Pod calls Tyrion off to the Small Council meeting. King Joffrey is in attendance now, and he’s bursting with joy with news to share with Tyrion. Tyrion reads a note from a raven. “Roslyn caught a fine fat trout. Her brother’s gave her a pair of wolf pelts for her wedding. ~ Walder Frey” We wish it was bad poetry, Tyrion, but it’s not. Joffrey ecstatically reveals that Robb Stark and his “bitch mother” are dead, and he demands that Frey send Robb’s head to the capital so Joffrey can serve it to Sansa at his wedding. Cersei tries to pretend like Joffrey is joking but he insists otherwise until Sansa’s new hubbie speaks up. Tyrion declares that Sansa is no longer his to torment. “Everyone is mine to torment,” Joffrey replies. Tyrion then reminds Joffrey that kings are dropping like flies. He essentially threatens to kill him and Tyrion probably crossed the line this time, but he doesn’t back down. Joffrey yells about how he’s the king and you can’t talk to him like that, like he always does, until Tywin Lannister speaks up for his son. “Any man who must say I am the king is no true king,” says Tywin. Joffrey is shocked.
And (finally!) Tywin and Joffrey go at it. Joffrey touches a soft spot when he mocks Tywin for “hiding under Casterly Rock” during Robert’s Rebellion. Even Cersei realizes that Joffrey is overstepping his safe boundaries. Tywin Lannister is the most powerful man in Westeros. He made that clear when he executed the Red Wedding, when he squashed the entire Northern Rebellion with one strategic move. Joffrey may be the king, but like Tywin says, a crown does not give you power. Power is power, and Tywin has all of it. Then, Tywin does something really unexpected. He puts little King Joff to bed, and as Tyrion so aptly puts it, even without dinner. Joffrey honestly looked like a toddler when he yelled “I’m not tired!” I was waiting for him to stomp his feet in a tantrum. But he doesn’t and he goes off to bed like his grandfather commands.
Tyrion tries to leave, until he hears the infamous line, “Not you.” It’s not ever you, Tyrion, why do you even try to leave? Tyrion and Tywin talk about the great crime that Tywin just committed. Tyrion recognizes immediately that Frey would have done nothing that grievous without Tywin’s backing and he eerily warns his father that “the Northerners will never forget.” Tywin tries to morally justify the Red Wedding. He argues that it’s better to save the lives of thousands and kill a few royal men at dinner than it is to fight in war. He dismisses Tyrion’s fears about the North. “Let them remember what happens when they march on the South.”
Tywin tells Tyrion that Roose Bolton is going to be Warden of the North until Sansa and Tyrion’s son comes of age. Hold up, speaking of son. Tywin reminds Tyrion that he needs to get to work on that, but Tyrion refuses to rape his wife. How…sweet? The whole conversation was completely disturbing. Tywin then tells Tyrion the key to success in Westerosi politics. “The House that puts family first will always defeat the House that puts the whims and wishes of its sons and daughters first.” Tyrion laughs at his father, and asks Tywin when he ever did anything that wasn’t of his own selfish desires. Tywin (of course) has a shocking response – the day that he decided not to kill infant Tyrion. Tywin even cries a little bit during this speech when he talks about saving Tyrion’s life only because he was a Lannister. Wow, allowing his infant son to live must have been really painful for him.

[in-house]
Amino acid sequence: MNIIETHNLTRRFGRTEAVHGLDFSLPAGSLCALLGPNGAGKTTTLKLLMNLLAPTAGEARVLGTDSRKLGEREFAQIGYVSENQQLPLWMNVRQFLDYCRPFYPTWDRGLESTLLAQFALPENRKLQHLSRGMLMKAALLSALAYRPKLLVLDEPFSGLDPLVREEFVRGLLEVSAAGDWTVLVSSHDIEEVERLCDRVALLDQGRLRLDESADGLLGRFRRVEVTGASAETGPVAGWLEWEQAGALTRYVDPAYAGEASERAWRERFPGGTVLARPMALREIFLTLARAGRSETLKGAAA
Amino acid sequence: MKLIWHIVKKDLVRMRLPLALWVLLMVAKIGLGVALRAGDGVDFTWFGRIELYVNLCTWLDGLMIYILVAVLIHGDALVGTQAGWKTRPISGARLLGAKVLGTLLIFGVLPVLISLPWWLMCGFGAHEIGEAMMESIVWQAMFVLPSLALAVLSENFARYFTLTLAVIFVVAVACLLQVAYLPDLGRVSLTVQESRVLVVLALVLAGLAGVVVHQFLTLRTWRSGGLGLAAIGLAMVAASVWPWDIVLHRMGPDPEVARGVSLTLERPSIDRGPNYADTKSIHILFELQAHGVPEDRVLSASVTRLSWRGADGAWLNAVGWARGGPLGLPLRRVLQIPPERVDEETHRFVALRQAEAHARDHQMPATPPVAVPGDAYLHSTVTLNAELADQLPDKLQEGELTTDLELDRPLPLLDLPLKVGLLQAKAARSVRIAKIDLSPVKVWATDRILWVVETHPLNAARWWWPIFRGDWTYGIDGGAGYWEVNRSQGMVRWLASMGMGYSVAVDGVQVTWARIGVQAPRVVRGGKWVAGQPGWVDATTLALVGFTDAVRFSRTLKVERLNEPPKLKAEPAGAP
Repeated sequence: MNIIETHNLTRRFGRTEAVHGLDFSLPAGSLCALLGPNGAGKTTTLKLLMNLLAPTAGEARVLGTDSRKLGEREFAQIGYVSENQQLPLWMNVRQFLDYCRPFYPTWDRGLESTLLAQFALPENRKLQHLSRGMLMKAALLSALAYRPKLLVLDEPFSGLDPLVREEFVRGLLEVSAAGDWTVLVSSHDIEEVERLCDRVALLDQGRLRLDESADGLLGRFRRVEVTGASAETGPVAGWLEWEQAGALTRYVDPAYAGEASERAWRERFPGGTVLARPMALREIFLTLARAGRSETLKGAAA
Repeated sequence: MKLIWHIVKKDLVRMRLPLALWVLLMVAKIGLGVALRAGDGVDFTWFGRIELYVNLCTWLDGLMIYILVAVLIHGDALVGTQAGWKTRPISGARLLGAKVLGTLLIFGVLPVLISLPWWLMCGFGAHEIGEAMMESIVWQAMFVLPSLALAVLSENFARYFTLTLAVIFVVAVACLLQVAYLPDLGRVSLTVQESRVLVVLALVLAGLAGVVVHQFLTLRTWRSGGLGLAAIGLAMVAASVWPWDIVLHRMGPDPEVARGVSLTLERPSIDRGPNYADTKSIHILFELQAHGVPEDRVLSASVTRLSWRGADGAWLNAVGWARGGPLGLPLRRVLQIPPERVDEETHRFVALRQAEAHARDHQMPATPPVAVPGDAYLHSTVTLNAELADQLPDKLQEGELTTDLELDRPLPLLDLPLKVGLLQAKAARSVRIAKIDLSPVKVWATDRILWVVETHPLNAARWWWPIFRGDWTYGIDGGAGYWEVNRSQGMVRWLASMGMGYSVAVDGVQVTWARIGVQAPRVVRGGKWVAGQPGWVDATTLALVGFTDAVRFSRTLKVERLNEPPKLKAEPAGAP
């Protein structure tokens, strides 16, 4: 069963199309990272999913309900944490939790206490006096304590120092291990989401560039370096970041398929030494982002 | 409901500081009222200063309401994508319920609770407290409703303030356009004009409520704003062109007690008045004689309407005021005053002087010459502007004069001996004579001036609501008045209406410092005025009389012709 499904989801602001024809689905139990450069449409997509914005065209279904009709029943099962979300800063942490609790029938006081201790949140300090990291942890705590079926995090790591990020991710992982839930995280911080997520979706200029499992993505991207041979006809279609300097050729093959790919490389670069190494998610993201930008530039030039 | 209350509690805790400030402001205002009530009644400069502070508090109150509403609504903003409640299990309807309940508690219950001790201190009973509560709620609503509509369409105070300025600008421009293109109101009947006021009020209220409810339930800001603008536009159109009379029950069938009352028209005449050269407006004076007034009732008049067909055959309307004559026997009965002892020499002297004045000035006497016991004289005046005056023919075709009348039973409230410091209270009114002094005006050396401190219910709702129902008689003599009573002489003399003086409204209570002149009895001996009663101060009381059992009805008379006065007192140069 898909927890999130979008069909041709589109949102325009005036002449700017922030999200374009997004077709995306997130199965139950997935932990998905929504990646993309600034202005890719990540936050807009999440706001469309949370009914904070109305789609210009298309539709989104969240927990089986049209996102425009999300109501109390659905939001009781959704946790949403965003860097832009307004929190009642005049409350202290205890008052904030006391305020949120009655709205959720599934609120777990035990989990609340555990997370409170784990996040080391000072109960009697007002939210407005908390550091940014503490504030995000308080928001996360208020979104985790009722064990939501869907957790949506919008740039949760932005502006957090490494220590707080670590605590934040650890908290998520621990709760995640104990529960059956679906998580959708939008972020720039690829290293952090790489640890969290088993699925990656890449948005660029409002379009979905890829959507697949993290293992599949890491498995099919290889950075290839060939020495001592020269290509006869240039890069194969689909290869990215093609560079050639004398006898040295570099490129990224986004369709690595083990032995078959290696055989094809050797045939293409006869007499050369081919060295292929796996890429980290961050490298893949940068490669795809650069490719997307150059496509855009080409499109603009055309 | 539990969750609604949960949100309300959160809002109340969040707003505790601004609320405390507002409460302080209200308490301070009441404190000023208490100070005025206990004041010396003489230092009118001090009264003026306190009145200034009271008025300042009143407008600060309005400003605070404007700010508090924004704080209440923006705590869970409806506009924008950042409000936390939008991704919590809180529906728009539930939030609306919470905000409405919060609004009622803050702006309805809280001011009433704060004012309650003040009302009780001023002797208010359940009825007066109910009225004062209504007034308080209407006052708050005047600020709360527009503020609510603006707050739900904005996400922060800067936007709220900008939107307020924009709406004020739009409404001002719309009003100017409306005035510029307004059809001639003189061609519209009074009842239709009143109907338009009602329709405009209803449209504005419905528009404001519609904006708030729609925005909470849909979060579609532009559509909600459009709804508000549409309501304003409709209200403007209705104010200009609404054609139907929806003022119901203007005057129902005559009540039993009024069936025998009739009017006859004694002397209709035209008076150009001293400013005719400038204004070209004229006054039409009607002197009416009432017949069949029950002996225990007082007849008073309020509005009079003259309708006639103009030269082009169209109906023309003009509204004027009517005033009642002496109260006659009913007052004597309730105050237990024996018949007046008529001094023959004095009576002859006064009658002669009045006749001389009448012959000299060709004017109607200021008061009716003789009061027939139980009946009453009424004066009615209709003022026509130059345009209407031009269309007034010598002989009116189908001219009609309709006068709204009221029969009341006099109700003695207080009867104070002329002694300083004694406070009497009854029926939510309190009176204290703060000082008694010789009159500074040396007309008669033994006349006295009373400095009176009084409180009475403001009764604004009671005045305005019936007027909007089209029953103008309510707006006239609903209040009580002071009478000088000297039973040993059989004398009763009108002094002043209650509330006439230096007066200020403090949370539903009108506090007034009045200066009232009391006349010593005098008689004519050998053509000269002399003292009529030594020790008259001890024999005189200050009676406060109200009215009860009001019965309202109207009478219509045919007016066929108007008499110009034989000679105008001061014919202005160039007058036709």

Tyrion goes back to deliver the horrible news about the Red Wedding to Sansa but thankfully, we are not subjected to the pain of seeing Sansa find out. She already knows.
Varys and Shae have a touching scene where he asks her to leave King’s Landing. He gives her a sack of diamonds, and tells her the reason she needs to leave is because she makes things dangerous and complicated for Tyrion. Varys and Shae bond over the fact that they are both commoners, and will never truly be able to sit among the royals. “You have one name, as do I. Here, only the family name matters,” Varys reminds Shae. It seems Varys truly does believe that Tyrion is a good man, and the best chance Westeros has in becoming a better place. But with Shae around, Tyrion will accomplish nothing. Shae refuses to leave until Tyrion asks her to leave on his own. Though, I’m not sure if Tyrion actually has anything to do with this visit from Varys. I’m almost sure that he doesn’t, and that he’d be furious if he knew it was happening.
Pod and Tyrion are drinking. Pod is having trouble keeping up. “It’s not easy being drunk all the time. Everyone would do it if it were easy,” Tyrion drunkenly educates Pod. Cersei Lannister enters from the shadows to spend some QT time with her baby brother. Cersei finally explains how she manages to sleep at night – she doesn’t think about the cruel things that happen to anyone. She also insists she won’t marry Loras, but doesn’t share any plans of how she’ll avoid her destiny. She implores Tyrion to give Sansa a baby, claiming that she wishes for that only so Sansa can have happiness in her life. Cersei reveals that her children are the only reason she hasn’t committed suicide, even her demented child, Joffrey. She shares some cute baby Joff stories, and openly acknowledges how awful he is now. Tyrion then asks his sister how long it will all go on, and she knows exactly what he means. Their fathers’ wars will go on as long as he has enemies, and he will always have enemies, so they better buckle up for the violent road they’re heading down.